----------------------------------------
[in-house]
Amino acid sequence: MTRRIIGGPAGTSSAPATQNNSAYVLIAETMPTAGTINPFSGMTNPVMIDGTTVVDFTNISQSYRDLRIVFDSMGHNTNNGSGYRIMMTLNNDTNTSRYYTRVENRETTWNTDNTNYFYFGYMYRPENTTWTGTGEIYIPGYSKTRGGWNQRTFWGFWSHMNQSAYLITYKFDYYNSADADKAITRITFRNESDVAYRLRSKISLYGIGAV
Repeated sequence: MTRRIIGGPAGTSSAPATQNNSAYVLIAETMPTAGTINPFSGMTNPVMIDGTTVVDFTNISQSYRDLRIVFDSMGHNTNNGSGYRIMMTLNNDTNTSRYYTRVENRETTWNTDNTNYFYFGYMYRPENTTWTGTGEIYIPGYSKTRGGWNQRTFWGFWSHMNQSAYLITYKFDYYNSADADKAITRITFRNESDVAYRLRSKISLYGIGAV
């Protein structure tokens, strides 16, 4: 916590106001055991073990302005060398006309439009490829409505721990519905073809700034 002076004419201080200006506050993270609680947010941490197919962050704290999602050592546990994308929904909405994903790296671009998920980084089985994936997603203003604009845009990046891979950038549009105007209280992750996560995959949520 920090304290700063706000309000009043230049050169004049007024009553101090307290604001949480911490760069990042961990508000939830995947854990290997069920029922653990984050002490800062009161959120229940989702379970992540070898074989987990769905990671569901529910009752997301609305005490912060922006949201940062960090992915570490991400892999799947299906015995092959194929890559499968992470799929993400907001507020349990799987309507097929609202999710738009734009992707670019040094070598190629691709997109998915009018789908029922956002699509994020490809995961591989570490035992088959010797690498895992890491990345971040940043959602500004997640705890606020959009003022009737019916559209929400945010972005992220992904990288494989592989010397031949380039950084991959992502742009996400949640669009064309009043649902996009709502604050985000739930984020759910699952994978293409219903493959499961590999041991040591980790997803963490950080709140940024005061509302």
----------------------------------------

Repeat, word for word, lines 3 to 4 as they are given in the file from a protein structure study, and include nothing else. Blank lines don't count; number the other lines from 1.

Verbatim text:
Repeated sequence: MTRRIIGGPAGTSSAPATQNNSAYVLIAETMPTAGTINPFSGMTNPVMIDGTTVVDFTNISQSYRDLRIVFDSMGHNTNNGSGYRIMMTLNNDTNTSRYYTRVENRETTWNTDNTNYFYFGYMYRPENTTWTGTGEIYIPGYSKTRGGWNQRTFWGFWSHMNQSAYLITYKFDYYNSADADKAITRITFRNESDVAYRLRSKISLYGIGAV
């Protein structure tokens, strides 16, 4: 916590106001055991073990302005060398006309439009490829409505721990519905073809700034 002076004419201080200006506050993270609680947010941490197919962050704290999602050592546990994308929904909405994903790296671009998920980084089985994936997603203003604009845009990046891979950038549009105007209280992750996560995959949520 920090304290700063706000309000009043230049050169004049007024009553101090307290604001949480911490760069990042961990508000939830995947854990290997069920029922653990984050002490800062009161959120229940989702379970992540070898074989987990769905990671569901529910009752997301609305005490912060922006949201940062960090992915570490991400892999799947299906015995092959194929890559499968992470799929993400907001507020349990799987309507097929609202999710738009734009992707670019040094070598190629691709997109998915009018789908029922956002699509994020490809995961591989570490035992088959010797690498895992890491990345971040940043959602500004997640705890606020959009003022009737019916559209929400945010972005992220992904990288494989592989010397031949380039950084991959992502742009996400949640669009064309009043649902996009709502604050985000739930984020759910699952994978293409219903493959499961590999041991040591980790997803963490950080709140940024005061509302």